Plattekill Grange celebrates 120th Birthday

By Mark Reynolds
Posted 6/21/23

Last Saturday the Plattekill Grange #923 marked its 120th anniversary. Plattekill Historian Libby Werleau presented a slide show with pictures and facts about the history of the Grange, noting that …

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Plattekill Grange celebrates 120th Birthday

Last Saturday the Plattekill Grange #923 marked its 120th anniversary. Plattekill Historian Libby Werleau presented a slide show with pictures and facts about the history of the Grange, noting that the first one in town was the National Grange of the Patrons of Husbandry #390 and was organized in April 1876.  
The late town historian Kenneth Hasbrouck wrote that, “the old hotel sheds, located between the hotel and the post office, had room for many wagons that brought people from miles around to Grange meetings. Over the sheds is where the Grange meetings were held.” This Grange eventually disbanded by the turn of the 20th century.
Werleau said the purpose of the Grange was to provide farmers with the ability to purchase coal, feed, groceries and farming supplies at lower prices. In addition, the Grange served as a place to hold community events, social parties and dances.
The Grange in the Town of Plattekill was founded on June 16, 1903 and was known as the Clintondale Grange #957. In 1911 members bought the George Ellis building on Maple Avenue for $1,800 (later the IGA) and meetings were held upstairs. In 1915 an addition was added that served ice cream and doubled as a feed room.
The Clintondale Grange supported a number of important social events throughout the year: selecting an Apple Blossom Queen, creating Ulster County Fair displays, providing cafeteria suppers, putting on minstrel and variety shows, having card and game parties, hosting block parties and carnivals and creating hospital projects.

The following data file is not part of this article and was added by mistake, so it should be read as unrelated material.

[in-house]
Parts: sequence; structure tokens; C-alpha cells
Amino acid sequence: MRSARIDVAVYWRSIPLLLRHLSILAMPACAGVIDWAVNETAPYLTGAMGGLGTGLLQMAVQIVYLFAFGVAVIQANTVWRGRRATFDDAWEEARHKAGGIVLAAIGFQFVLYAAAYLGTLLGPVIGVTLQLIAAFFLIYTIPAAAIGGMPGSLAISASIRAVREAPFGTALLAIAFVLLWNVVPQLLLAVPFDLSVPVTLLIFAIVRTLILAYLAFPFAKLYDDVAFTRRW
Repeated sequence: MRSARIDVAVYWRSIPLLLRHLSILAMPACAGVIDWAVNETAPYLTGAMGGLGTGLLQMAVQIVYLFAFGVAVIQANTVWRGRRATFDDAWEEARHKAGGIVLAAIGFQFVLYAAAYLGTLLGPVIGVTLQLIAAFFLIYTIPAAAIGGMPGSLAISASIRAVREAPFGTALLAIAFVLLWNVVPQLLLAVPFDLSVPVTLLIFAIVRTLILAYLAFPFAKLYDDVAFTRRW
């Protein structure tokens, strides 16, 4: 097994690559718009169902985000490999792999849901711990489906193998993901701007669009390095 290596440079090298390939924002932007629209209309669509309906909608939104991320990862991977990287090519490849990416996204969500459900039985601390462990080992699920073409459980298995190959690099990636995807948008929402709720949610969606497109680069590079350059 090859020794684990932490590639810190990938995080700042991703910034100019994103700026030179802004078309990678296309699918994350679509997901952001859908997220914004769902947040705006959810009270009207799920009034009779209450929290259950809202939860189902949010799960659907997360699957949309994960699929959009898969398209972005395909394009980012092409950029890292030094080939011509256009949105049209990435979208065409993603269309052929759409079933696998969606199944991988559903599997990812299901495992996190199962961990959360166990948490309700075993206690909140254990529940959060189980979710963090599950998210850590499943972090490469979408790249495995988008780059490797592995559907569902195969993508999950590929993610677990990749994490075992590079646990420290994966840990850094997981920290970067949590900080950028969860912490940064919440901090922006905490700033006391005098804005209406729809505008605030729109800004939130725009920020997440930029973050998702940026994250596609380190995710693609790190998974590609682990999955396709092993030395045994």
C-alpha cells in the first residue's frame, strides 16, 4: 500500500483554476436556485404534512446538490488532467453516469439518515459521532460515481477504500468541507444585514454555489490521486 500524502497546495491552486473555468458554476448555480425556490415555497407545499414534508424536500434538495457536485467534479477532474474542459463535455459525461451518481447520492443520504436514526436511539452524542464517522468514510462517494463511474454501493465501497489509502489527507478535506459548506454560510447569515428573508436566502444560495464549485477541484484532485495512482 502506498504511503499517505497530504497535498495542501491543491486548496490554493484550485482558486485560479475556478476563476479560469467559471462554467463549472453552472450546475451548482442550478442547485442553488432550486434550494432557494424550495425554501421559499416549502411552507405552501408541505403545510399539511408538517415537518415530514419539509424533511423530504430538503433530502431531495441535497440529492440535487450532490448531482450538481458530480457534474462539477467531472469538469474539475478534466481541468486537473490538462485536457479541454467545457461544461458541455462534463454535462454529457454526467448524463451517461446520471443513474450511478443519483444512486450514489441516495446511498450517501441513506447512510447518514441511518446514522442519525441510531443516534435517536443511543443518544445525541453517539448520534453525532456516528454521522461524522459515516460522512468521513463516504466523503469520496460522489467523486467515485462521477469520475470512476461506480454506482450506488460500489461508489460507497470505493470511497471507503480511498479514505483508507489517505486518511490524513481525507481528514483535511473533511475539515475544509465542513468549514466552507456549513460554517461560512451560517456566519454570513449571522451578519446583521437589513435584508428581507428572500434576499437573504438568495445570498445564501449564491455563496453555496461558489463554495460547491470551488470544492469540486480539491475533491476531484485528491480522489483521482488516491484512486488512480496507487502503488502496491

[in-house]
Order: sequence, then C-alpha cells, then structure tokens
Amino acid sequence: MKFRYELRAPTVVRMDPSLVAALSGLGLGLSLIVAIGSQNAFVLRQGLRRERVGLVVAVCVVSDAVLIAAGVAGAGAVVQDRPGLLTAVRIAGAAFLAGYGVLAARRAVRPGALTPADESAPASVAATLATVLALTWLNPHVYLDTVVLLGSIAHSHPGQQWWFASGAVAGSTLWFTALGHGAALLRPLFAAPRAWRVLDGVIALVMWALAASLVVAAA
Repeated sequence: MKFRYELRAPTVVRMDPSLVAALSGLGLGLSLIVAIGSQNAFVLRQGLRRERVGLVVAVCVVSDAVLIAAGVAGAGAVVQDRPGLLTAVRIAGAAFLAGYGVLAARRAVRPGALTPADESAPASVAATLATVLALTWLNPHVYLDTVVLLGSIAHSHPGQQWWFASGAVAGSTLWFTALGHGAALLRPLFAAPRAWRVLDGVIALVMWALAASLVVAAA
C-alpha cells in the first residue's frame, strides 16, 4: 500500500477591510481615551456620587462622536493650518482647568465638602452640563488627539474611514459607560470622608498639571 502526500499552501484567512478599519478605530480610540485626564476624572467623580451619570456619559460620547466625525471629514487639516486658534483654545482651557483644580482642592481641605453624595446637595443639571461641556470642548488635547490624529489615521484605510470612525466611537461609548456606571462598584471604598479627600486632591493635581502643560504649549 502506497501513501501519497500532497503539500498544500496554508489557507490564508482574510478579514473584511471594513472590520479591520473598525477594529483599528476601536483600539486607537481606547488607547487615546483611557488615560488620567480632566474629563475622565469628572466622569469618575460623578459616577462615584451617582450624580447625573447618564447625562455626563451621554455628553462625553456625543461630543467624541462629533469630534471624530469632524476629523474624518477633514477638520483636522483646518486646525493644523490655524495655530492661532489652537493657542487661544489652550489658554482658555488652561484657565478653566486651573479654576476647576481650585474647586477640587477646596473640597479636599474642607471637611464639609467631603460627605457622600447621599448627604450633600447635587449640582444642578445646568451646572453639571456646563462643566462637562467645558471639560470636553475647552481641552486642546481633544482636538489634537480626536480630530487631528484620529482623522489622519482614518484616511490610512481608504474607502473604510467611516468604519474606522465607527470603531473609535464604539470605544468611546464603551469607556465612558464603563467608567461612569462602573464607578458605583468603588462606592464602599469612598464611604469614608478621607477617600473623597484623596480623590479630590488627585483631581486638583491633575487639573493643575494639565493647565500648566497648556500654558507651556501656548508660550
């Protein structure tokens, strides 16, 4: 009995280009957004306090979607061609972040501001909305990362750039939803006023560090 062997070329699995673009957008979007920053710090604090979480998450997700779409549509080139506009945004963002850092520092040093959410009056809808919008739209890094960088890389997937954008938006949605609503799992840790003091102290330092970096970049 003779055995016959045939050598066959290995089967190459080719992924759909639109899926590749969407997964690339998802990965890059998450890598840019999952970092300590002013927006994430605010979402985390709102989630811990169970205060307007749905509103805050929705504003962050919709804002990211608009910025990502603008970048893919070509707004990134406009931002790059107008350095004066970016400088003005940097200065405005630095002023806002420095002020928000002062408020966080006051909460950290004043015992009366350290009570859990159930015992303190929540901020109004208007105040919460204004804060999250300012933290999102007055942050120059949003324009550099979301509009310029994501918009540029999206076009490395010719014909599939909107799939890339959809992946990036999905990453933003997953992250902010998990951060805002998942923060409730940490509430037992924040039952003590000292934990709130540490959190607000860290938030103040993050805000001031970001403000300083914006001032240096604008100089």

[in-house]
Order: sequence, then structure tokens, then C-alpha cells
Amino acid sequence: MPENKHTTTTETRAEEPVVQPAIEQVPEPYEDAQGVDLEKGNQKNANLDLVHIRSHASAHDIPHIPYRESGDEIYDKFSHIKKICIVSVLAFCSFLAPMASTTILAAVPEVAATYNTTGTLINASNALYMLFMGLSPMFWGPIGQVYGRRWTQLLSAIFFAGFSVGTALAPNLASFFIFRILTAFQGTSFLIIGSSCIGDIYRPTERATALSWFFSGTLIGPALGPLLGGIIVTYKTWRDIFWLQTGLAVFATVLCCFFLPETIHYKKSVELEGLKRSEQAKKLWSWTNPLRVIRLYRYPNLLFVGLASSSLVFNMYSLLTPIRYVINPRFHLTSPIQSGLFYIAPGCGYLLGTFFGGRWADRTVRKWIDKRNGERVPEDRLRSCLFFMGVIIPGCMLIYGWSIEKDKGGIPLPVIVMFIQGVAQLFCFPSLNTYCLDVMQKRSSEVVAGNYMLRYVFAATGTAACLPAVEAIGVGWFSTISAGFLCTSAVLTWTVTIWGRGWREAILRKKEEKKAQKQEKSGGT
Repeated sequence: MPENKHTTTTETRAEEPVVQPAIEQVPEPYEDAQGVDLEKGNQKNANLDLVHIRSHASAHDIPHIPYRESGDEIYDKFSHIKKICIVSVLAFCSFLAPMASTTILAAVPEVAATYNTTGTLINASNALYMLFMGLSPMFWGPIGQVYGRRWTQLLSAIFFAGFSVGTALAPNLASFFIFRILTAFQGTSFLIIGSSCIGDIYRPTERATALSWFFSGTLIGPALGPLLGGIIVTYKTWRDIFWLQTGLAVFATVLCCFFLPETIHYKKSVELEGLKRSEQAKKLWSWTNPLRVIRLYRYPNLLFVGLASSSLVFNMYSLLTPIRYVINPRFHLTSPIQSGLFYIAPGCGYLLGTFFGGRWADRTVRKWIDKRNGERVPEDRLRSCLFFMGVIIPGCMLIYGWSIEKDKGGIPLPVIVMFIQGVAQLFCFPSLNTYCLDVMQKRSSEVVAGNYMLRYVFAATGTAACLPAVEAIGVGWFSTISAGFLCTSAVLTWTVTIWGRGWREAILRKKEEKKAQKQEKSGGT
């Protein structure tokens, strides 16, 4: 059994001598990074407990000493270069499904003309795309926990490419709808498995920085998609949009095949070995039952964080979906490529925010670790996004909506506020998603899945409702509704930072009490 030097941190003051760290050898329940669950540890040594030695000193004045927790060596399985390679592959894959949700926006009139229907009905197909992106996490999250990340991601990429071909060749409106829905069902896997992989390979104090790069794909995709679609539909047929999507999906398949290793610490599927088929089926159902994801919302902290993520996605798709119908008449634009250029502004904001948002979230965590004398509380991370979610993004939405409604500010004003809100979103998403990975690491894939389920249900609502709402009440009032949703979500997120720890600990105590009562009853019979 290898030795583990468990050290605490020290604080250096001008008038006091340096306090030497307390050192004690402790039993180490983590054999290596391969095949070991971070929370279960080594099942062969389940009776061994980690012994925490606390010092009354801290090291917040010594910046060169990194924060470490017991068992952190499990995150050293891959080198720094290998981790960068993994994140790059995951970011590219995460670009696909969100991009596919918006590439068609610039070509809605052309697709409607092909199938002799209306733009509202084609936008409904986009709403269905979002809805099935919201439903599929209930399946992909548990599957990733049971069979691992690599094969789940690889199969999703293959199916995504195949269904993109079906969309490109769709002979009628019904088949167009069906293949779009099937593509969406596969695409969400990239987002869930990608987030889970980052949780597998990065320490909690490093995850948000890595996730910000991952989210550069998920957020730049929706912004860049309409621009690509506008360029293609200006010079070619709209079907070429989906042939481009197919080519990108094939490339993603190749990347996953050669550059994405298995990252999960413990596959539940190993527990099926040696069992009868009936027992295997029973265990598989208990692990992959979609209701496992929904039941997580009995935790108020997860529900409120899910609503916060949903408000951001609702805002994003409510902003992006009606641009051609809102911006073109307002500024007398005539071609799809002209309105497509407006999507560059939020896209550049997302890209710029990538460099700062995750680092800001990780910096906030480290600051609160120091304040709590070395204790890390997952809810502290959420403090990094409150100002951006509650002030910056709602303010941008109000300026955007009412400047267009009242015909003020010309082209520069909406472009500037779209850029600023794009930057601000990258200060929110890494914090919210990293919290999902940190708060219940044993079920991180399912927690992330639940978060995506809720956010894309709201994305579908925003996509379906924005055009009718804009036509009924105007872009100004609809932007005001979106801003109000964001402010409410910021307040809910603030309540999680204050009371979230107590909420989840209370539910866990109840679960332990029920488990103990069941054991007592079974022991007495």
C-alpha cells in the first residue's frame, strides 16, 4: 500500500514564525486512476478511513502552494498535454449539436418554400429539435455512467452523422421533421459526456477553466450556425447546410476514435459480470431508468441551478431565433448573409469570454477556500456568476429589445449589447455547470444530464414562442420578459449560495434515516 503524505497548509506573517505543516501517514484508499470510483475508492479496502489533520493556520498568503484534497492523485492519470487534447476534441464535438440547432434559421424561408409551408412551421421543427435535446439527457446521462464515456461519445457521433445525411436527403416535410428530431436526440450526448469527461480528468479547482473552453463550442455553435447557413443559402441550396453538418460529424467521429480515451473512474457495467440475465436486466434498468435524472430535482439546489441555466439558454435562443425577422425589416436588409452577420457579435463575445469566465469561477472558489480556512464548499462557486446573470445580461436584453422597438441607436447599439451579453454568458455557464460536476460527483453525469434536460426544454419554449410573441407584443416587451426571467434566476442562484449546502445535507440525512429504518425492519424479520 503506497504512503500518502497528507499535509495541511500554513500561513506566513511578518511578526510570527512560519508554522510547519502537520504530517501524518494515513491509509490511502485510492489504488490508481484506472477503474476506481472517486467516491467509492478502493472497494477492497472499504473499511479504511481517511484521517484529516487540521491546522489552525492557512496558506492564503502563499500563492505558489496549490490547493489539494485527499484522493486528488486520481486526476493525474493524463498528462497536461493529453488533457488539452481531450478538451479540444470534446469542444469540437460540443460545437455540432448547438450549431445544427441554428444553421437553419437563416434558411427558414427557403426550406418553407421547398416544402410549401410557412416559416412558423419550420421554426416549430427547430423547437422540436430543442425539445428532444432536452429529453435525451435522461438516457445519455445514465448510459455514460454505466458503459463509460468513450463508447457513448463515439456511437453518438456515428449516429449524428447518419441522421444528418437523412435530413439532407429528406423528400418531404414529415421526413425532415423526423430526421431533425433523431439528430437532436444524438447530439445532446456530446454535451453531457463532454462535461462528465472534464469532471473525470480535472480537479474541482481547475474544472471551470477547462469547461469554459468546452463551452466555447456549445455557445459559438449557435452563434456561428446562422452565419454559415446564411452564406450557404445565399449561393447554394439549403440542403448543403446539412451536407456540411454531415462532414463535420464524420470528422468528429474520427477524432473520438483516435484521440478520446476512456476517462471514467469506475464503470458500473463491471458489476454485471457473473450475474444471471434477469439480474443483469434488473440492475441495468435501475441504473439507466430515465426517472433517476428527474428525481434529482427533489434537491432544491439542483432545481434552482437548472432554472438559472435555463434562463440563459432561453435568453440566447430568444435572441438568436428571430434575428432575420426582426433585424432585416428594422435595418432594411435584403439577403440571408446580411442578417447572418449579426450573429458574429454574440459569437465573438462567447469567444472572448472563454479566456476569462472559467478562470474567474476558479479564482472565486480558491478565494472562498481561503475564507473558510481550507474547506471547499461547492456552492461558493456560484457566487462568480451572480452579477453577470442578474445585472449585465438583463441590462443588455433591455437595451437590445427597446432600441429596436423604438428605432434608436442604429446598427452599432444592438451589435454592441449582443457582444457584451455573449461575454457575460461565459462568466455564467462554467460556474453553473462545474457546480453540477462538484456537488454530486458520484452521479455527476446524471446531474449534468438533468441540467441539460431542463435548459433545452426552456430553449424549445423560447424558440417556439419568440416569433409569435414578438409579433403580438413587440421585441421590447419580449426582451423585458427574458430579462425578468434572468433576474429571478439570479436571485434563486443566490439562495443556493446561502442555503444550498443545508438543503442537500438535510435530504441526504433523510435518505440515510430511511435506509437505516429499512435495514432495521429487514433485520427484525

By 1930 the Grange had outgrown this space and they purchased the Clintondale Improvement Association building on Mill Street. By 1945 they had paid off the mortgage and stayed at this location until the 1960s when the building was sold. They continued meeting in members’ homes and at the town library before they were dissolved in the early 2000s.
The Plattekill Grange #923 was organized on March 29, 1902 and was chartered a few months later on July 1 and took place at the Plattekill schoolhouse. Just a year later, membership climbed to 200 people, which made it the largest organization in the county. By 1929 membership topped 300. Their meetings were often held outside or in large barns in order to accommodate the ever expanding number of Grange members.  
In late 1902 the Grange purchased a half acre lot for $75 and shortly after they built the two-story building for $890, which is still standing today. In 1927 an addition was built at a cost of $2,800, and the mortgage on this was paid off by 1935.  
The Plattekill Grange continued to add more social and civic events to their calendar: spelling contests, history pageants, clambakes at 35 cents a plate, turkey suppers and chicken barbecues, hosting sock hops and New Year’s Eve dances, creating a baseball team, presenting dramatic plays, selecting ‘Grange Beauties,’ and honoring Memorial Day. Recently a  restoration of the Grange was started.